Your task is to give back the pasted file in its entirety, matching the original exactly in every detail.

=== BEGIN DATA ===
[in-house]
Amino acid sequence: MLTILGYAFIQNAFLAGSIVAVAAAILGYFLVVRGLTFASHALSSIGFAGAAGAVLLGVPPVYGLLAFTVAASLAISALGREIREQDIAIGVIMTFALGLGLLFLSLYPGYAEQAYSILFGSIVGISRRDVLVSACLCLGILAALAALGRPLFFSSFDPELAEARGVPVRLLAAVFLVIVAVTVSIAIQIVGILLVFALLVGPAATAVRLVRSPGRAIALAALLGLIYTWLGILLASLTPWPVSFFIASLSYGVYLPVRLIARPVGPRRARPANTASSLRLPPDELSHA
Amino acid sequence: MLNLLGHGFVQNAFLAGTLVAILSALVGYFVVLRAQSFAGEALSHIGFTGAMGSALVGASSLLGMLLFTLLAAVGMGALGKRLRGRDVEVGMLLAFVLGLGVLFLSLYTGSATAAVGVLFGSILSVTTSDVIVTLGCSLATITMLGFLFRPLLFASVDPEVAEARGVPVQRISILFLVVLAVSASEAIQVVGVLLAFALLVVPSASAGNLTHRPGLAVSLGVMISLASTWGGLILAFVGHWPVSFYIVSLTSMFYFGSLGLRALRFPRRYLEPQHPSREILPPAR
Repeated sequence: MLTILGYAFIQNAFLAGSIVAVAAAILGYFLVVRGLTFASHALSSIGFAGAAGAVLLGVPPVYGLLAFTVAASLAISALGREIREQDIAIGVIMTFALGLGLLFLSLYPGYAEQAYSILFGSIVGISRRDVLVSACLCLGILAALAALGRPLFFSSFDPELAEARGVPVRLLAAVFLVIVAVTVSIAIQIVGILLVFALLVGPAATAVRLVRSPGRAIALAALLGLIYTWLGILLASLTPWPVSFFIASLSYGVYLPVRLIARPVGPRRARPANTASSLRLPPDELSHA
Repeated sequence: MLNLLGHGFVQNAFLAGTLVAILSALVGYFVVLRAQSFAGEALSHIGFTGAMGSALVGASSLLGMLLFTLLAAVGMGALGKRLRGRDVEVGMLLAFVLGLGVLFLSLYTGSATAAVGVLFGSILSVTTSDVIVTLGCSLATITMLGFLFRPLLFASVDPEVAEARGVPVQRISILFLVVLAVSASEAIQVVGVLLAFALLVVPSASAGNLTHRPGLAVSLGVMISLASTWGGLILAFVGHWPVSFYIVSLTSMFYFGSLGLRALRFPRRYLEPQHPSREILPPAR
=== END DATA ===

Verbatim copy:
[in-house]
Amino acid sequence: MLTILGYAFIQNAFLAGSIVAVAAAILGYFLVVRGLTFASHALSSIGFAGAAGAVLLGVPPVYGLLAFTVAASLAISALGREIREQDIAIGVIMTFALGLGLLFLSLYPGYAEQAYSILFGSIVGISRRDVLVSACLCLGILAALAALGRPLFFSSFDPELAEARGVPVRLLAAVFLVIVAVTVSIAIQIVGILLVFALLVGPAATAVRLVRSPGRAIALAALLGLIYTWLGILLASLTPWPVSFFIASLSYGVYLPVRLIARPVGPRRARPANTASSLRLPPDELSHA
Amino acid sequence: MLNLLGHGFVQNAFLAGTLVAILSALVGYFVVLRAQSFAGEALSHIGFTGAMGSALVGASSLLGMLLFTLLAAVGMGALGKRLRGRDVEVGMLLAFVLGLGVLFLSLYTGSATAAVGVLFGSILSVTTSDVIVTLGCSLATITMLGFLFRPLLFASVDPEVAEARGVPVQRISILFLVVLAVSASEAIQVVGVLLAFALLVVPSASAGNLTHRPGLAVSLGVMISLASTWGGLILAFVGHWPVSFYIVSLTSMFYFGSLGLRALRFPRRYLEPQHPSREILPPAR
Repeated sequence: MLTILGYAFIQNAFLAGSIVAVAAAILGYFLVVRGLTFASHALSSIGFAGAAGAVLLGVPPVYGLLAFTVAASLAISALGREIREQDIAIGVIMTFALGLGLLFLSLYPGYAEQAYSILFGSIVGISRRDVLVSACLCLGILAALAALGRPLFFSSFDPELAEARGVPVRLLAAVFLVIVAVTVSIAIQIVGILLVFALLVGPAATAVRLVRSPGRAIALAALLGLIYTWLGILLASLTPWPVSFFIASLSYGVYLPVRLIARPVGPRRARPANTASSLRLPPDELSHA
Repeated sequence: MLNLLGHGFVQNAFLAGTLVAILSALVGYFVVLRAQSFAGEALSHIGFTGAMGSALVGASSLLGMLLFTLLAAVGMGALGKRLRGRDVEVGMLLAFVLGLGVLFLSLYTGSATAAVGVLFGSILSVTTSDVIVTLGCSLATITMLGFLFRPLLFASVDPEVAEARGVPVQRISILFLVVLAVSASEAIQVVGVLLAFALLVVPSASAGNLTHRPGLAVSLGVMISLASTWGGLILAFVGHWPVSFYIVSLTSMFYFGSLGLRALRFPRRYLEPQHPSREILPPAR